[et_pb_section admin_label=”section”][et_pb_row admin_label=”row”][et_pb_column type=”1_4″][et_pb_sidebar admin_label=”Barra Lateral” orientation=”left” area=”sidebar-1″ background_layout=”light” remove_border=”off”] [/et_pb_sidebar][/et_pb_column][et_pb_column type=”3_4″][et_pb_post_title admin_label=”Título da Publicação” title=”on” meta=”on” author=”on” date=”on” categories=”on” comments=”on” featured_image=”on” featured_placement=”below” parallax_effect=”on” parallax_method=”on” text_orientation=”left” text_color=”dark” text_background=”off” text_bg_color=”rgba(255,255,255,0.9)” module_bg_color=”rgba(255,255,255,0)” title_all_caps=”off” use_border_color=”off” border_color=”#ffffff” border_style=”solid”] [/et_pb_post_title][et_pb_text admin_label=”Texto” background_layout=”light” text_orientation=”left” use_border_color=”off” border_color=”#ffffff” border_style=”solid”]
Because child loves to do everything fast.
It seems that in the blink of an eye the child passes from the first steps to learning to run. Sometimes we get the impression that they learn to run before they even learn to walk. It is wonderful to see them experiencing this freedom of movement.
Running is good and fun, and that’s the main reason why “fast” is the normal way kids work. But that is not the only reason.
The truth is that for the little ones, “fast” is easier than “slow”. It is that when our body moves fast, the physics of the forward impulse takes care of the work that should be performed by our sense of balance. As we move slowly, we are more dependent on balance to stand firm, steady, and standing. The challenge for the little ones is right there.
The child is not born with the sense of balance formed. The balance is developed in the early years, through the normal process of movement. Thus, when the child begins to walk erect, the brain and body work double, trying to maintain balance while coordinating complex movements. Of course, this process demands some practice-indeed, years of practice-to perfect the extremely sophisticated act of slow, controlled walking.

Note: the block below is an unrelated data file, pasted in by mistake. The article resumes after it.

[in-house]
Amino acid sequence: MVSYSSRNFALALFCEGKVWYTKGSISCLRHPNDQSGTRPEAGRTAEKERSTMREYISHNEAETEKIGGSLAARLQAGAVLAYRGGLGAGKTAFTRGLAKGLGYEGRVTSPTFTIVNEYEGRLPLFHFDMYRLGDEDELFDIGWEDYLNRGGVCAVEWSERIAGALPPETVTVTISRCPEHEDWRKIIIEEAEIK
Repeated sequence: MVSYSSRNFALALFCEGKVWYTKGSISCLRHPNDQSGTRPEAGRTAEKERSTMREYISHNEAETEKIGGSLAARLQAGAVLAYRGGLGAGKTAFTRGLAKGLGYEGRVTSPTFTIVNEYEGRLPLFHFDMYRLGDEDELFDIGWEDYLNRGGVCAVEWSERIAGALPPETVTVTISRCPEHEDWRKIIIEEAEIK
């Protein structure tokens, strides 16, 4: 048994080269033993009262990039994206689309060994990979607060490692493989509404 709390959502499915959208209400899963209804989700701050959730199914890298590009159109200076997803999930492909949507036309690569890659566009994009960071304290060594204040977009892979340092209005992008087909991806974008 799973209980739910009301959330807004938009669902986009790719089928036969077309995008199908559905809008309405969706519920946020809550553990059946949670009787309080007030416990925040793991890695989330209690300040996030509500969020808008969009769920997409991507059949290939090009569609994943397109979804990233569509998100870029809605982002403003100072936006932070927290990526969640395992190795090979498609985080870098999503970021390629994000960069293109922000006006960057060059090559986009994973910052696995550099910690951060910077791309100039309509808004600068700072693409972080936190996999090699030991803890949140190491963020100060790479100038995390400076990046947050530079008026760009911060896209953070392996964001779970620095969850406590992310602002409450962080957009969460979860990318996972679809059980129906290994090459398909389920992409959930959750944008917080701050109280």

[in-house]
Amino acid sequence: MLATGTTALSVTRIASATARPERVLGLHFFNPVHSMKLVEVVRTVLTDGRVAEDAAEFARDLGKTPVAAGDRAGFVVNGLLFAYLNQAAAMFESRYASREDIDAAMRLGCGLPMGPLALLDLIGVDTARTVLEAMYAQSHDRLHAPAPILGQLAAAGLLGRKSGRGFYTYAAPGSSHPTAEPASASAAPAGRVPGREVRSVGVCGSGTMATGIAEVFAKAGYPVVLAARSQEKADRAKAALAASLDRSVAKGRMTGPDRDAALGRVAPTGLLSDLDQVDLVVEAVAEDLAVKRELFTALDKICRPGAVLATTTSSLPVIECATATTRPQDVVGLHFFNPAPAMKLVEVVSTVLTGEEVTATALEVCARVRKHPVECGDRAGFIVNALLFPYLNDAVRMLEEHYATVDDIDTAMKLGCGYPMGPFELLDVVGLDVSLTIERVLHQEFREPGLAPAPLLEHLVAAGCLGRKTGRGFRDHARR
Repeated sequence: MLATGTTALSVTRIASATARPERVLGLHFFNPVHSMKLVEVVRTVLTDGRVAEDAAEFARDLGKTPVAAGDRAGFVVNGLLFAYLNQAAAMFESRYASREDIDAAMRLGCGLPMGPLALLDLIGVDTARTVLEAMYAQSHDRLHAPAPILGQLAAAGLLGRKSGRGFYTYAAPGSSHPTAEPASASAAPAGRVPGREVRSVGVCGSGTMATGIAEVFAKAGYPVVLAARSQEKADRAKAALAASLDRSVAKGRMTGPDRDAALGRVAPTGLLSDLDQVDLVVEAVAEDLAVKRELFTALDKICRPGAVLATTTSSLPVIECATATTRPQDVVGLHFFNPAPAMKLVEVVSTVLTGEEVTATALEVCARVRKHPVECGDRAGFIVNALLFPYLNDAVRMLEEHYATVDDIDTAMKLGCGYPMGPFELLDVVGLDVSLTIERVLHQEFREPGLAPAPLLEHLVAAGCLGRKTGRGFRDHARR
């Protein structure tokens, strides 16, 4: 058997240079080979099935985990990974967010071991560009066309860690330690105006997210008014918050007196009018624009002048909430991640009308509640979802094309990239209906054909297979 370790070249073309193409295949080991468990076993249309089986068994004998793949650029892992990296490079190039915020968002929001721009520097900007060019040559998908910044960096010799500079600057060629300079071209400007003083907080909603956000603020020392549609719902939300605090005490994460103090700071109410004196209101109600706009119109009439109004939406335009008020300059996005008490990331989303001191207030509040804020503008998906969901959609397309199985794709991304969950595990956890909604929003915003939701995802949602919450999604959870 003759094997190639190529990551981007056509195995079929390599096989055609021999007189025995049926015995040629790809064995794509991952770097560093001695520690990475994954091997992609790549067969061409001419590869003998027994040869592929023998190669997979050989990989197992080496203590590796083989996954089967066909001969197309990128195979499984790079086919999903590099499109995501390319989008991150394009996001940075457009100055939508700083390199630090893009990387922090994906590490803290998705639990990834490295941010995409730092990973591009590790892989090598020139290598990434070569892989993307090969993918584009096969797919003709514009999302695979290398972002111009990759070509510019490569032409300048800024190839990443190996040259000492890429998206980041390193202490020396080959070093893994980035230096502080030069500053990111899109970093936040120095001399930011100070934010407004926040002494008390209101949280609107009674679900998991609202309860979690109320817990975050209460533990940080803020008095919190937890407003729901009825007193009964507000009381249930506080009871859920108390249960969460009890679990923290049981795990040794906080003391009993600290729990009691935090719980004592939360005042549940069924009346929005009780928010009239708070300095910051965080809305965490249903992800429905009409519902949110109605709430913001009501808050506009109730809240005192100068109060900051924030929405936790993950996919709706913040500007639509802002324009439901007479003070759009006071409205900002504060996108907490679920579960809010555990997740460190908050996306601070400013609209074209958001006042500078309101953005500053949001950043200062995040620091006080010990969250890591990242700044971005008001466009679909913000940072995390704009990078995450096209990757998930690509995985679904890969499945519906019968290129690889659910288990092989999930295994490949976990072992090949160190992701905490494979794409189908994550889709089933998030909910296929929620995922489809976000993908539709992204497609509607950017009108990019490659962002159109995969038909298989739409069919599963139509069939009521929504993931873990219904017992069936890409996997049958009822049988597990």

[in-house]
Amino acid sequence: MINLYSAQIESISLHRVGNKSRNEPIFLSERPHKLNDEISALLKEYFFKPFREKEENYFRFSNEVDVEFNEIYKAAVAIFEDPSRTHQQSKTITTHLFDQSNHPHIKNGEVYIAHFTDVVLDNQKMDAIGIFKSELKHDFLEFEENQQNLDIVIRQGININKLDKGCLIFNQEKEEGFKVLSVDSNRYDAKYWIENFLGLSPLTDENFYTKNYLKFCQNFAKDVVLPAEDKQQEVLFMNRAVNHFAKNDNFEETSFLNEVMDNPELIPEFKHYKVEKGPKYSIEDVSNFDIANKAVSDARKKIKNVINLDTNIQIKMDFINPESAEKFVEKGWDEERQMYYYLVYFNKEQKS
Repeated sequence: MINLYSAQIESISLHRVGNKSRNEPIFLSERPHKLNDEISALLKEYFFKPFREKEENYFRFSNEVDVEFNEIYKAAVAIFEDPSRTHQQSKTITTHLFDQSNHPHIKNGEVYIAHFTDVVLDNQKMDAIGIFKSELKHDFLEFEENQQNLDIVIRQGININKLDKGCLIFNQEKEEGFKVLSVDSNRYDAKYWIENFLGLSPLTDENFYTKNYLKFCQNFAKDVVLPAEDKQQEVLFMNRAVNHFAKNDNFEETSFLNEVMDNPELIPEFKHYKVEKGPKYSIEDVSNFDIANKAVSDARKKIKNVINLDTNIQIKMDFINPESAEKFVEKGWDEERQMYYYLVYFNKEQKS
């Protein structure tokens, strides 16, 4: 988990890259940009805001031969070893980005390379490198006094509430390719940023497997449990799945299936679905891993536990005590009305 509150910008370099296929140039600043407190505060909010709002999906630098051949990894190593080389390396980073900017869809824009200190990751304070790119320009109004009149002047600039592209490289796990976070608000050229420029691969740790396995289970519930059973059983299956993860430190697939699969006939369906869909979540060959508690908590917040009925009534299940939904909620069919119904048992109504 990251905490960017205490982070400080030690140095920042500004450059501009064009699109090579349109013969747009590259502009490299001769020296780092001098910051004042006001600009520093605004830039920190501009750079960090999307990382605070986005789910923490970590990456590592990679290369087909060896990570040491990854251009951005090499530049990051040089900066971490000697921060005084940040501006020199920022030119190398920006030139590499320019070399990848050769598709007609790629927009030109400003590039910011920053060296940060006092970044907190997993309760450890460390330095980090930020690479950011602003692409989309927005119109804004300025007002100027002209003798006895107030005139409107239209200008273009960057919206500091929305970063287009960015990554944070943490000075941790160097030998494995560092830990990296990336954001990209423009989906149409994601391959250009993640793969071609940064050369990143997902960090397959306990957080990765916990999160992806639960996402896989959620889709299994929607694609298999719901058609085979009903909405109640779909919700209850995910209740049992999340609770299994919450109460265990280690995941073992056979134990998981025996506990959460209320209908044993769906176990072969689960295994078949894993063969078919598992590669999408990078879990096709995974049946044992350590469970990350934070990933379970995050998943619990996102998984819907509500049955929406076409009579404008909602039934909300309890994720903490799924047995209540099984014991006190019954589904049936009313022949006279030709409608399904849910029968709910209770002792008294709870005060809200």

Why is it important to go slowly?
It is perfectly normal and beneficial for children to move quickly. But it is important, from time to time, to try to slow them down. Going too fast does not allow the brain time to think. On the other hand, moving slowly requires more of the brain, giving it the time it takes to receive, analyze, and store sensory information. This helps build the brain’s sense of balance, while the movements become more refined. When this happens, the child is on the right path for more deliberate control of his body, even going slower.
So, can your child slow down? Here are 10 suggestions I tested at home and made the kids slow down.
A-do-it-yourself-and … Slow down!
1. CHALLENGE YOUR CHILD TO WALK DOWN. Little ones naturally want to please their parents and show them everything they can. So when your son shoots at full speed, challenge him by saying, “Gee, you’re going really fast! But can you go very slowly, like a turtle? ”